The picture you see has been shown around the world on every possible facet of media. Television, Internet, print and the list goes on. I first learned of this horrible Maritime disaster while I was attending a US Navy reunion in Jacksonville, Florida last week. Many of us (with who know how many combined years at sea) all had a theory or two about what happened.

Of course all of the navigation types chimed in stating they should have never left the main channel and where was the harbor pilot? Maritime laws require a pilot on the ship when arriving or departing the harbor. They are specialists in this and they know it inside and out, front to back and could probably navigate it blindfolded. But not recommended.

After we heard that the Captain wanted to steer the ship close to the Island just outside the port entrance to pay tribute to a former sea captain, we all raised an eyebrow.

First going off course to make a salute is a risky thing day or night. You may not have all of the latest charts for that area. The seas change. Rocks move. The depth may have become more shallow. You may think you know the area but maybe not. There are (most of the time) buoys or day markers that indicate hazardous areas and shallow waters and this is a pretty clear indication not to go there.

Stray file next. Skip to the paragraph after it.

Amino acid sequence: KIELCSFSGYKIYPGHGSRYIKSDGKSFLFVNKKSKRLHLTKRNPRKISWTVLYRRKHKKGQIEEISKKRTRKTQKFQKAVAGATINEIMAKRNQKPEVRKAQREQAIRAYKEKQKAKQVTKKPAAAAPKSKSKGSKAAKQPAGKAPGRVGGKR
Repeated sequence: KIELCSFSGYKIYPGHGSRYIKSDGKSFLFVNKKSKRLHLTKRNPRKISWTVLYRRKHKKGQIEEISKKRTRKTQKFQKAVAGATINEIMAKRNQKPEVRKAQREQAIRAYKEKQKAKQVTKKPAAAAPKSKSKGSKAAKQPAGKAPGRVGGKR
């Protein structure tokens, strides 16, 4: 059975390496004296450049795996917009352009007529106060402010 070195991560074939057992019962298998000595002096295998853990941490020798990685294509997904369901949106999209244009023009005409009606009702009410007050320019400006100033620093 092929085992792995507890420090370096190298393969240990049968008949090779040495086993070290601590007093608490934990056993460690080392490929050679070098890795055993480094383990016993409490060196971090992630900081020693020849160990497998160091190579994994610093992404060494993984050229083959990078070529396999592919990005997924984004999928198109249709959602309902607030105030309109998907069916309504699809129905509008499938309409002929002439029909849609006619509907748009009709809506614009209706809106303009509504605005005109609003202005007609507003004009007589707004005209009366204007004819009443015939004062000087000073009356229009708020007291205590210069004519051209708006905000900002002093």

Maritime law places the Captain of the ship responsible for all actions of the crew and the ship and its safety at all times. So why did he abandon ship first? Why were there many crew who did not fully understand the magnitude of what was happening or about to happen? Why did the Coast Guard have to "order him" back on the ship?

May questions will never be fully answered. Again all of us 'sailors' had our own opinions on who what when and why. We mostly shook our head and felt pain for the injured or killed and for those missing.

Even as a retired sailor with 22 years of navigating in and out of ports all over the world, I never heard of the event that lead to this accident. Sure you have heard of merchant ships having issues like the Exxon Valdez which caused Billions of dollars in damage not only to the ship but the environment as well. The Edmond Fitzgerald sank in the Great Lakes. Those and many others all had one thing in common. Common Nautical Sense. Did not have to happen but they did.

I am sure that the entire cruise industry is taking a hard line review of its policies on navigation and emergency procedures and is making sure that all crew members are well versed on how to take care of the problem, should it arise again. But, lets hope and pray that is does not.

Final thought on this. Isn't it ironic that this occurred just 3 months shy of the 100th anniversary of the Titanic?